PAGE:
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Labor law inspections

By Inna Krivoborskaya, Lawyer at Accountor

State authorities have tightened control over compliance with labor laws.

To minimize risks for your business, we suggest monitoring Russian laws which are regularly updated.

What kind of inspections are they?

The General Labor Inspectorate conducts two types of inspection: scheduled and unscheduled inspections.

You can find out whether your company is listed in the inspection schedule on the website of the General Procurator’s Office of the Russian Federation, of the Federal Service for Labor and Employment (Rostrud) or of the local labor inspection.

The grounds for unscheduled inspections are set out in Article 360 of the Russian Labor Code. Although not the only one, complaint from employees is the most popular ground.

Inspections can be conducted on a desk or field basis.

In case of desk inspections, inspectors send an inspection order to companies that will be subject to such inspection.

In case of scheduled field inspection, inspectors visit companies in person and hand over inspection orders to employers’ representatives upon such visit.  

What does the labor inspection check?

During scheduled and unscheduled inspections, inspectors check:

  • compliance with labor law requirements;
  • compliance with labor inspection regulations;
  • whether measures have been taken to prevent personal injury, environmental damage, etc.

Labor authorities are not entitled to warn employers that they will be subject to an unscheduled inspection. Moreover, such inspections may be conducted immediately upon notice of the general procurator’s office.

Labor regulations have changed significantly and regularly over the past few years so we recommend conducting an internal verification of compliance with labor laws and other regulations containing labor rules.

Labor authorities verify the following typical labor situations and regulations:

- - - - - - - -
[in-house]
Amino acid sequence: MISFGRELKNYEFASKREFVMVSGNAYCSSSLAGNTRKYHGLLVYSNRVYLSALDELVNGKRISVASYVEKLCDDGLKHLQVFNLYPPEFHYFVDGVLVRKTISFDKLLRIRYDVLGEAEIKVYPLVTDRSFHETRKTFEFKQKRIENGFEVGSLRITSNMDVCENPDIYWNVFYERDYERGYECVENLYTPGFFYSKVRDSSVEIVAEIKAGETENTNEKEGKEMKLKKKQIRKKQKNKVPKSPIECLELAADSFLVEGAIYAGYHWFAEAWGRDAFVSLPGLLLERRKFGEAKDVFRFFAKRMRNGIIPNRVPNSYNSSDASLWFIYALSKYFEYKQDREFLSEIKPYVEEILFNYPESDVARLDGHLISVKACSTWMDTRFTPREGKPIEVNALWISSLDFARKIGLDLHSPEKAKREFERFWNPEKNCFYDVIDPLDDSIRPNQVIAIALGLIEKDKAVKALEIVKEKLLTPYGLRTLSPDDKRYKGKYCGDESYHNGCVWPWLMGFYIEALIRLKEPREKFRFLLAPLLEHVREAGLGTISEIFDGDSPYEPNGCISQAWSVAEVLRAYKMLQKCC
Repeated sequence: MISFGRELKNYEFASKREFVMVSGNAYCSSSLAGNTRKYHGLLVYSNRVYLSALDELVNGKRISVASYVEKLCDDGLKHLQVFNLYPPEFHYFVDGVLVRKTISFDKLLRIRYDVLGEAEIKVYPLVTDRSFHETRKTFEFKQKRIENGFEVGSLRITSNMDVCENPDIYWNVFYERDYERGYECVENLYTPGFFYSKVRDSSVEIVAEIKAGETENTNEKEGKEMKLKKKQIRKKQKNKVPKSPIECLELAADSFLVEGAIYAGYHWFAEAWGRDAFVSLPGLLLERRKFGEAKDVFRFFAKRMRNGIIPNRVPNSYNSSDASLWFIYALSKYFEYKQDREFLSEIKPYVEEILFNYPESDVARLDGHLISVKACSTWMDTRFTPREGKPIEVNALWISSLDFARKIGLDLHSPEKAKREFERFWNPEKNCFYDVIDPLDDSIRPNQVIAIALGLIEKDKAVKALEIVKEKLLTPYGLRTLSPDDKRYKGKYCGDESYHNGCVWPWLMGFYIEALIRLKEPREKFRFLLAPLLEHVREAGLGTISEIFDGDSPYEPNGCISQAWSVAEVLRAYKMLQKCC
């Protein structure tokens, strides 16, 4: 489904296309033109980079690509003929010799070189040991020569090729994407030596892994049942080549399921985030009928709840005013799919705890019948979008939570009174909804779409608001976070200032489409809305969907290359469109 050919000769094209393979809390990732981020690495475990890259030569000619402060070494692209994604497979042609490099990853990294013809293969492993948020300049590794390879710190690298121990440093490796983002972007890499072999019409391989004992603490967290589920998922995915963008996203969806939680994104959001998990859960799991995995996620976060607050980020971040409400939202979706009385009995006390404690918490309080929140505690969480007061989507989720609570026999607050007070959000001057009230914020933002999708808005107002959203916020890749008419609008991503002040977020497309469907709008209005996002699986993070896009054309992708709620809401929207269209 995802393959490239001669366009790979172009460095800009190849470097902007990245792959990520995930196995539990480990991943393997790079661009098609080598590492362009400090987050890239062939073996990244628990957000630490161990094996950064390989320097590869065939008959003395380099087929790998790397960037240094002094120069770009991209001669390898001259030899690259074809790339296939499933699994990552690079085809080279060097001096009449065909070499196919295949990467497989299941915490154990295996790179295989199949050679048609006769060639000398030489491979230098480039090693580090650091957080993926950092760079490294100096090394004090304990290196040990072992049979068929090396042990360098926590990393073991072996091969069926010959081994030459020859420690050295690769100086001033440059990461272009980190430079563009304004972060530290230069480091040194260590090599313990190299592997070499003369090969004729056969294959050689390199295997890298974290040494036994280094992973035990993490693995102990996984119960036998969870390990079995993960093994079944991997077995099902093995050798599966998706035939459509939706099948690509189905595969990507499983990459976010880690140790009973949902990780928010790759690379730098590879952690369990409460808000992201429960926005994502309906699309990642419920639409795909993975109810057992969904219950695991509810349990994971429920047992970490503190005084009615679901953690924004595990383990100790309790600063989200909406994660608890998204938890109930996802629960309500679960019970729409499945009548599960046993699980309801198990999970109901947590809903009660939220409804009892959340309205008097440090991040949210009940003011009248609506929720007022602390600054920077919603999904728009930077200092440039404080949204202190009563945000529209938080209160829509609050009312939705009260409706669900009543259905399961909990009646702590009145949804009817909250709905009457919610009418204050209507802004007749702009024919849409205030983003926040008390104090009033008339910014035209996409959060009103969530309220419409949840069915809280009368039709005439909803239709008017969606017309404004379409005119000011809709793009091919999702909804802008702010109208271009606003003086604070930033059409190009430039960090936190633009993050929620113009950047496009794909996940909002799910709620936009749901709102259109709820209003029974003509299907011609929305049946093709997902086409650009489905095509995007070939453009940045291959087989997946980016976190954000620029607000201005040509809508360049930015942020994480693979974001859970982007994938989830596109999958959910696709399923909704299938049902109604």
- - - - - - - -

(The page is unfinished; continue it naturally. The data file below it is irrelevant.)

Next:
• Recruitment
  • Amendment and termination of employment contract. Liability of the parties to employment contract
  • Personal data protection
  • Working hours and time off
  • Salary
  • Guarantees and compensations
  • Health and safety
  • Labor regulation of certain categories of employees

HR documents that are checked first:

  • Pay related documentation
  • Internal work regulations
  • Employment contracts
  • Staffing table
  • Timesheets
  • Timesheets for employees working in hazardous conditions
  • Payroll timesheets
  • Sick leave notes
  • Vacation schedule
  • Personal record card
  • Appointment orders, personnel orders
  • Employment record books
  • Log of employment record books and their inserts
  • Pay and bonus policy
  • Personal data protection policy and documents

We recommend reviewing these documents for compliance with applicable regulations and bring them in line with current regulations if necessary.

Checklists – basis for scheduled inspection

In case of scheduled inspections, companies may find out exactly what will be checked in advance. A risk-based approach is now applied when conducting inspections. Certain risk categories are assigned to companies “depending on an indicator of potential harm to labor values protected by law (life and health of employees, labor rights of employees related to non-payment or late payments of wages and other payments made under employment relationships).” 

Rostrud has prepared 132 types of checklist. Some of them have been compiled to check compliance with general mandatory labor requirements. Such checklists apply to all companies. Examples of general checklists:

  • Content of employment contracts
  • Establishment and payment of salaries
  • Special assessment of working conditions

The remaining checklists have been prepared to check compliance with health and safety requirementsdepending on the type of activity. Such checklists apply to companies that meet certain specific criteria.

It is possible to find out the checklists relevant to your company using the service known as Electronic Inspector.

It is advised to use these checklists to prepare for scheduled labor inspections and check whether all questions will be answered.

What are the typical violations usually identified by labor authorities?

Salary

Companies are most often brought to liability for violation of salary payment.

For example, companies often forget that it has been required since 2017 to pay salaries in 2 instalments per month. This rule also applies not only to 40% of fixed salary but also to additional payment for overtime, night shifts, work in hazardous conditions, etc. The use of the concepts of “advance payment” and “final settlement” is a violation of the Labor Code.

The rules for provision and payment of vacation are also often violated as outlined below.